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K-State Health Professional Urges Kansans to Schedule Annual Wellness Exam

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See the doctor yearly to make sure ‘we’re as healthy as we can be,’ says Johannes

At a glance: All Americans should have an annual wellness exam to maintain good physical and mental health, says Elaine Johannes, the Kansas Health Foundation’s Distinguished Professor of Community Health at Kansas State University.

More information: Elaine Johannes, 785-532-7720, [email protected]

Related: Health Screenings for Men: Ages 18-39 |Ages 40-64 |Over Age 65

Health Screenings for Women: Ages 18-39 | Ages 40-64 | Over Age 65

Men’s Health Guide: Cancer | Arthritis

Well Women: Health promoters | Heart Health | Mental Health | Pelvic Exam | Dental Health

 

 By Pat Melgares, K-State Research and Extension news service

MANHATTAN, Kan. — Scheduling a physical with the doctor is an important step in addressing a health concern, but it’s not enough.

In fact, a Kansas State University health professional says all Americans need to be active in scheduling and following through with an annual wellness exam.

“A physical usually is to identify a concern, maybe diagnose a disease, or when we think something is not right,” said Elaine Johannes, the Kansas Health Foundation’s Distinguished Professor of Community Health at Kansas State University. “We go in, we get checked and, thankfully, everything turns out okay.”

“A wellness exam,” she continued, “should be done annually to make sure that we are as healthy as we can be. The doctor will look at certain indicators – or screenings – to make sure we are working well. If there is a problem, then the hope is that we would catch it early enough to treat it without invasive procedures.”

When thinking of wellness checks, Johannes says, “we need to own those…We need to be active in our health.”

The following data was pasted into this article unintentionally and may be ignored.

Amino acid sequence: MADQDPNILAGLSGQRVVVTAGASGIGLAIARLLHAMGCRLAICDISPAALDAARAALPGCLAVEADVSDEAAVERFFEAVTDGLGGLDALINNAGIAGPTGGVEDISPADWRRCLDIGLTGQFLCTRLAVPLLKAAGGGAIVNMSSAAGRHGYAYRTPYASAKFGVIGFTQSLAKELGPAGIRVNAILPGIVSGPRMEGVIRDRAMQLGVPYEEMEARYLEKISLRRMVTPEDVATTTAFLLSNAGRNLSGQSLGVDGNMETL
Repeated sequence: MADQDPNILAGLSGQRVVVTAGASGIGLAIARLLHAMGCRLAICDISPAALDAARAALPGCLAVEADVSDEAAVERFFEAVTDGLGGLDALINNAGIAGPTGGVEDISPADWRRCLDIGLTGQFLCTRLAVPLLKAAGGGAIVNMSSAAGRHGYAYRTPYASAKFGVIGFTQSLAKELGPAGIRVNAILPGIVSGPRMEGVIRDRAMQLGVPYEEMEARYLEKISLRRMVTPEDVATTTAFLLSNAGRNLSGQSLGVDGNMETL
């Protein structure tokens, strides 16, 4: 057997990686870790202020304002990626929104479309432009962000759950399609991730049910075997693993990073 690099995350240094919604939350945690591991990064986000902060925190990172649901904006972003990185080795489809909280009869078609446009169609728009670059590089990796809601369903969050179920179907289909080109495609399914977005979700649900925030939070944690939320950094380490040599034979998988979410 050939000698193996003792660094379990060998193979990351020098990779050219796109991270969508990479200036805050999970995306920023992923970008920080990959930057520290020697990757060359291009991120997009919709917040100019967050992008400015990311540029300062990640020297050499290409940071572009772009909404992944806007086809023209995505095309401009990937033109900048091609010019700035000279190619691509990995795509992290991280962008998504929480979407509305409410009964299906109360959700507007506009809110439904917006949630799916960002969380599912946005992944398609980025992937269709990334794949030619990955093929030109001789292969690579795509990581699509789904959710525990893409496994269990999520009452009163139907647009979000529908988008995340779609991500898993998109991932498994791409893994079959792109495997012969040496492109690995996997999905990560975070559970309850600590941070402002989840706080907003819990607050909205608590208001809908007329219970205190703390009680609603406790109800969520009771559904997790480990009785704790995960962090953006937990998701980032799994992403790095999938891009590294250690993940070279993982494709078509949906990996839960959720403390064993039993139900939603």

People of all ages need to be active in scheduling an annual wellness exam, according to Johannes. The National Institutes of Health urges Americans to visit a health care provider regularly, even if you feel healthy.

The purpose of the visits includes:

  • Screen for medical issues.
  • Assess the risk for future medical problems.
  • Encourage a healthy lifestyle.
  • Update vaccinations and other preventive care services.
  • Help you get to know your provider in case of illness.

NIH also has published guidelines for what a wellness exam should cover for men and women, in three age groups (18-39, 40-64, and over age 65).

“As we get older, the list of screenings that we should have in our wellness checks gets longer,” Johannes said. “For example, if you’re between the ages of 18-39, no matter if you identify as male or female, those lists may be 10 screenings, head to toe, inside and outside… But as we get older the screening list gets longer; the National Institutes of Health has a list of 15 things that are part of our overall health when we get over the age of 65.”

For older adults, the wellness exam includes screening for diabetes, a colonoscopy, blood pressure, hypertension, cholesterol, osteoporosis, hearing, vision, mental health and more.